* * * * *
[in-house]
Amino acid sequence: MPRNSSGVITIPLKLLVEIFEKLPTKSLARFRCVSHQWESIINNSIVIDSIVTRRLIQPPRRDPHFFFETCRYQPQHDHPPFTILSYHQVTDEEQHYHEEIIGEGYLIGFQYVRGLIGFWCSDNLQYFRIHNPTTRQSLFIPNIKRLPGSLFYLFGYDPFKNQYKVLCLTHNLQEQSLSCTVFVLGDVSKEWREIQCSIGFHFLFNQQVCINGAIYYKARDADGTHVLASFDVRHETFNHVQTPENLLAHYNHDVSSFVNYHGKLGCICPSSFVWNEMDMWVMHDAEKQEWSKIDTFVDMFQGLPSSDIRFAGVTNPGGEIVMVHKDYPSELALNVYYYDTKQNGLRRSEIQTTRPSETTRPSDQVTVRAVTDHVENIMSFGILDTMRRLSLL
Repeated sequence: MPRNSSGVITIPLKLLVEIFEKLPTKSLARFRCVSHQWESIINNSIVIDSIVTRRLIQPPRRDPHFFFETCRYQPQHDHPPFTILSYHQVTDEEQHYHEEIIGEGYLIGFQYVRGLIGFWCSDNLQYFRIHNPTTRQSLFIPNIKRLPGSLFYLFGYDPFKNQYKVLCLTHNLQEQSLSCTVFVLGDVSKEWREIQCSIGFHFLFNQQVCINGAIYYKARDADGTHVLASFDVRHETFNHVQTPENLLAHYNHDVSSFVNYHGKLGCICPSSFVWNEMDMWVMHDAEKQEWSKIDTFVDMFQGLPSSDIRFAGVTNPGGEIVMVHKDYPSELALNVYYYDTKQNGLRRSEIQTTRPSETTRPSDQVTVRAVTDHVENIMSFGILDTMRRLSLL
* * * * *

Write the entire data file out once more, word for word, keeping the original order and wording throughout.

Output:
[in-house]
Amino acid sequence: MPRNSSGVITIPLKLLVEIFEKLPTKSLARFRCVSHQWESIINNSIVIDSIVTRRLIQPPRRDPHFFFETCRYQPQHDHPPFTILSYHQVTDEEQHYHEEIIGEGYLIGFQYVRGLIGFWCSDNLQYFRIHNPTTRQSLFIPNIKRLPGSLFYLFGYDPFKNQYKVLCLTHNLQEQSLSCTVFVLGDVSKEWREIQCSIGFHFLFNQQVCINGAIYYKARDADGTHVLASFDVRHETFNHVQTPENLLAHYNHDVSSFVNYHGKLGCICPSSFVWNEMDMWVMHDAEKQEWSKIDTFVDMFQGLPSSDIRFAGVTNPGGEIVMVHKDYPSELALNVYYYDTKQNGLRRSEIQTTRPSETTRPSDQVTVRAVTDHVENIMSFGILDTMRRLSLL
Repeated sequence: MPRNSSGVITIPLKLLVEIFEKLPTKSLARFRCVSHQWESIINNSIVIDSIVTRRLIQPPRRDPHFFFETCRYQPQHDHPPFTILSYHQVTDEEQHYHEEIIGEGYLIGFQYVRGLIGFWCSDNLQYFRIHNPTTRQSLFIPNIKRLPGSLFYLFGYDPFKNQYKVLCLTHNLQEQSLSCTVFVLGDVSKEWREIQCSIGFHFLFNQQVCINGAIYYKARDADGTHVLASFDVRHETFNHVQTPENLLAHYNHDVSSFVNYHGKLGCICPSSFVWNEMDMWVMHDAEKQEWSKIDTFVDMFQGLPSSDIRFAGVTNPGGEIVMVHKDYPSELALNVYYYDTKQNGLRRSEIQTTRPSETTRPSDQVTVRAVTDHVENIMSFGILDTMRRLSLL